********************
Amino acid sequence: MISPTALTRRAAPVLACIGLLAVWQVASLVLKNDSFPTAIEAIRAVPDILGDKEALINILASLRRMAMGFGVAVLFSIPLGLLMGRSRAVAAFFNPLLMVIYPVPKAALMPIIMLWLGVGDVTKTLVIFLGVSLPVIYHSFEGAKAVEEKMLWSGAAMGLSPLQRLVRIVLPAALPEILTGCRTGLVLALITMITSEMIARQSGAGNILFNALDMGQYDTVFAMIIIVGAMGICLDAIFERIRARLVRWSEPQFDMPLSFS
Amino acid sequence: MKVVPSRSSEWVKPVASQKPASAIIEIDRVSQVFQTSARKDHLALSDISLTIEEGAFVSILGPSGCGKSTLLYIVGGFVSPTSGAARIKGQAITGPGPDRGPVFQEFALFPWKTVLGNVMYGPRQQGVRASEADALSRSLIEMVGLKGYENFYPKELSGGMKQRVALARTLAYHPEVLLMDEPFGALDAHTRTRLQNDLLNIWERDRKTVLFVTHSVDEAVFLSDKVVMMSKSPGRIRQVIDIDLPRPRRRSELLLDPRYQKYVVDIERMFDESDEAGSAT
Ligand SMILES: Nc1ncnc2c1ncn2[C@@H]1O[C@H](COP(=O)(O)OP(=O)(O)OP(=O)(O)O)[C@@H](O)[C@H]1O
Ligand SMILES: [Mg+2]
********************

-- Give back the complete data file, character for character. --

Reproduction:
Amino acid sequence: MISPTALTRRAAPVLACIGLLAVWQVASLVLKNDSFPTAIEAIRAVPDILGDKEALINILASLRRMAMGFGVAVLFSIPLGLLMGRSRAVAAFFNPLLMVIYPVPKAALMPIIMLWLGVGDVTKTLVIFLGVSLPVIYHSFEGAKAVEEKMLWSGAAMGLSPLQRLVRIVLPAALPEILTGCRTGLVLALITMITSEMIARQSGAGNILFNALDMGQYDTVFAMIIIVGAMGICLDAIFERIRARLVRWSEPQFDMPLSFS
Amino acid sequence: MKVVPSRSSEWVKPVASQKPASAIIEIDRVSQVFQTSARKDHLALSDISLTIEEGAFVSILGPSGCGKSTLLYIVGGFVSPTSGAARIKGQAITGPGPDRGPVFQEFALFPWKTVLGNVMYGPRQQGVRASEADALSRSLIEMVGLKGYENFYPKELSGGMKQRVALARTLAYHPEVLLMDEPFGALDAHTRTRLQNDLLNIWERDRKTVLFVTHSVDEAVFLSDKVVMMSKSPGRIRQVIDIDLPRPRRRSELLLDPRYQKYVVDIERMFDESDEAGSAT
Ligand SMILES: Nc1ncnc2c1ncn2[C@@H]1O[C@H](COP(=O)(O)OP(=O)(O)OP(=O)(O)O)[C@@H](O)[C@H]1O
Ligand SMILES: [Mg+2]